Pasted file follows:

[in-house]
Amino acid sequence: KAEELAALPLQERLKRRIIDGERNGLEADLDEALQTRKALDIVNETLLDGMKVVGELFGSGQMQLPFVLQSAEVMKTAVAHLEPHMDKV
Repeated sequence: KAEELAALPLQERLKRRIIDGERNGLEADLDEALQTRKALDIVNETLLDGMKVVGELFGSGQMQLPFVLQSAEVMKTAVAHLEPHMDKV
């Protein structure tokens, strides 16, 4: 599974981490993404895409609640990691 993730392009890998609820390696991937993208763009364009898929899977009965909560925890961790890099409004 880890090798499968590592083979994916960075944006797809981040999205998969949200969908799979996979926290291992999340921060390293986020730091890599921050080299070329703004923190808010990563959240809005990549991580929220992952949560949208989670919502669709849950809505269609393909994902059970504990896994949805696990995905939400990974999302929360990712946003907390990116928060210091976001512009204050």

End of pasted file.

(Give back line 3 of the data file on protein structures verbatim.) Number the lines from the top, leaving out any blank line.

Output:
Repeated sequence: KAEELAALPLQERLKRRIIDGERNGLEADLDEALQTRKALDIVNETLLDGMKVVGELFGSGQMQLPFVLQSAEVMKTAVAHLEPHMDKV